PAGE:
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Spanish death toll drops for second day with over 34,000 recovered

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The death toll has dropped for the second day in a row in Spain, and 34,219 people have fully recovered from coronavirus.

The death toll for Saturday is 809, down from Friday’s toll of 932 whilst the total death toll across Spain stands at 11,744, and 124,736 people are known to be infected.

Prime Minister Pedro Sanchez is expected to announce a further extension to the lockdown across Spain.

Spain is ahead of Italy and is now the epicentre in Europe and behind the US which has 278,458 people infected with the virus with a death toll of 7,159. Italy’s figures will be released later today.

The health care system in Spain are struggling to get extra protective equipment and staff.

Tomas Toranzo, president of doctors’ union group CESM said, “The explosion of cases in Spain is not normal… it has been very poorly managed since the beginning.”

Palliative care expert, Kathryn Mannix told the BBC that people with a severe case of coronavirus wil died very “quickly.”

To help the public cope, Mannix explained how to understand the “horrible distressing” process.

She told, BBC’s Coronavirus Newcast, “Knowing what to expect because the process itself, even if it’s happening quite quickly as it is with this lung inflammation from the coronavirus, is not something that is horribly uncomfortable or horribly distressing.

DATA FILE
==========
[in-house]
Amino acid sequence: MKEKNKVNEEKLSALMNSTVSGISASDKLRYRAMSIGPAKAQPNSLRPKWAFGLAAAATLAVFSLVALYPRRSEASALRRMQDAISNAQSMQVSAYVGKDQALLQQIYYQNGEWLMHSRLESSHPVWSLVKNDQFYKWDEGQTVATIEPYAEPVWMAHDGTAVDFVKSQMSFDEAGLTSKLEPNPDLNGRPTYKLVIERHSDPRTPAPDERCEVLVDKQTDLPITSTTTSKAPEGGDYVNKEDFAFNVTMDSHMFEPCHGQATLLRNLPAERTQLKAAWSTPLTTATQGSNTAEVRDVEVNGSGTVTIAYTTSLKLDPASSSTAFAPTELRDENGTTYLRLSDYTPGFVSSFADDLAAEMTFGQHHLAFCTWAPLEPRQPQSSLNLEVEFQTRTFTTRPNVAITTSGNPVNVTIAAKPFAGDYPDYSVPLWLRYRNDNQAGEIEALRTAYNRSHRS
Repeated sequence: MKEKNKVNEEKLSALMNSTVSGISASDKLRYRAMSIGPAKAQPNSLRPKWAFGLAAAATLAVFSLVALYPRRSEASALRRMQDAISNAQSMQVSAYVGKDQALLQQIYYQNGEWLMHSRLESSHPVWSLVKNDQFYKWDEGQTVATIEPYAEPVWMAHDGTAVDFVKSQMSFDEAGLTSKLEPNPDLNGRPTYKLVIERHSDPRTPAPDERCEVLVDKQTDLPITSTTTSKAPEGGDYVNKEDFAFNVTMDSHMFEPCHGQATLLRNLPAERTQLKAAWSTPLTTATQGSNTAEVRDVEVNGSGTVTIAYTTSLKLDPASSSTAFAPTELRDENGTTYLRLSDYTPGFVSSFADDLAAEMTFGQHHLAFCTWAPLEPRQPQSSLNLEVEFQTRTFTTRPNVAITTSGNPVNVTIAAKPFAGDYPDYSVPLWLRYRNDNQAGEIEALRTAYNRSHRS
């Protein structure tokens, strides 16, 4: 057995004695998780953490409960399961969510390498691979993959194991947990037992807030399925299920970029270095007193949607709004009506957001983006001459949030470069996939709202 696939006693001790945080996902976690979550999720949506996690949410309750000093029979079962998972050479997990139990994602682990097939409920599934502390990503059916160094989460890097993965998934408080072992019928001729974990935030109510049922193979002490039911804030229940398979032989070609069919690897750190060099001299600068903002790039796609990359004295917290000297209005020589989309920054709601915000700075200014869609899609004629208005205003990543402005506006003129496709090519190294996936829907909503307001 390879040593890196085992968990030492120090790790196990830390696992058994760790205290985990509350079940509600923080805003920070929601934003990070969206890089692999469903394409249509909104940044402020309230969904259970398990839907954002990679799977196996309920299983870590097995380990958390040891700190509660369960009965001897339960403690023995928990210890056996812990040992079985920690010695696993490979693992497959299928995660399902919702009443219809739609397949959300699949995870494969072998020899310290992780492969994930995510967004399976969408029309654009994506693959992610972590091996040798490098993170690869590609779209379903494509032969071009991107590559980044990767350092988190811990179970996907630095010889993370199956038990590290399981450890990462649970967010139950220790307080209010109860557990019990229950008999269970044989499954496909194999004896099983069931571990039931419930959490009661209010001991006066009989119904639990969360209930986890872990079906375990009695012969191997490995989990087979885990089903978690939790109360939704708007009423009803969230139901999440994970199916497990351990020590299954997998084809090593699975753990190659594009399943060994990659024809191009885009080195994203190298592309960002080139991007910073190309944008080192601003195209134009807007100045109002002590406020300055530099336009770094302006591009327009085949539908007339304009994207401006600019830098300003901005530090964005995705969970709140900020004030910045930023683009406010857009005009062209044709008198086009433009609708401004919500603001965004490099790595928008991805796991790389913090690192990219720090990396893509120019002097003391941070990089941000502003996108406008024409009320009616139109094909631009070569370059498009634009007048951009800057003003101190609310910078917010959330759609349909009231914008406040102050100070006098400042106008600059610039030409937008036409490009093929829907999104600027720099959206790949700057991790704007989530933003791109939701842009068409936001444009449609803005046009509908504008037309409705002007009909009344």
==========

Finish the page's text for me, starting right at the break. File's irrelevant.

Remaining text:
Experts have warned that the peak of coronavirus will happen within a fortnight, as London has now over 1,000 deaths.

According to the Health Service Journal, the current confirmed cases across London as of, 9am on Thursday morning, stands at 1,053, with 161 more deaths in the capital on Friday.

The Department for Heath announced on Friday, “As of 9am 3 April, a total of 173,784 people have been tested of which 38,168 tested positive.

“As of 5pm on 2 April, of those hospitalised in the UK who tested positive for coronavirus, 3,605 have sadly died.” This an increase of 23% in just one day.

An NHS doctor who is on the frontline has warned that her ward is full of young people and is urging people to strictly follow the lockdown laws.

Dr Ami Jones who works at the Royal Gwent Hospital as an intensive care consultant said the hospital is “very, very busy.”

“It’s not just the vulnerable and elderly that are getting poorly, my unit is full of 20, 30 and 40-year-olds.”

NHS doctors face “grave decisions” over who lives and who dies according to new guidance issued over life saving treatment for coronavirus patients.




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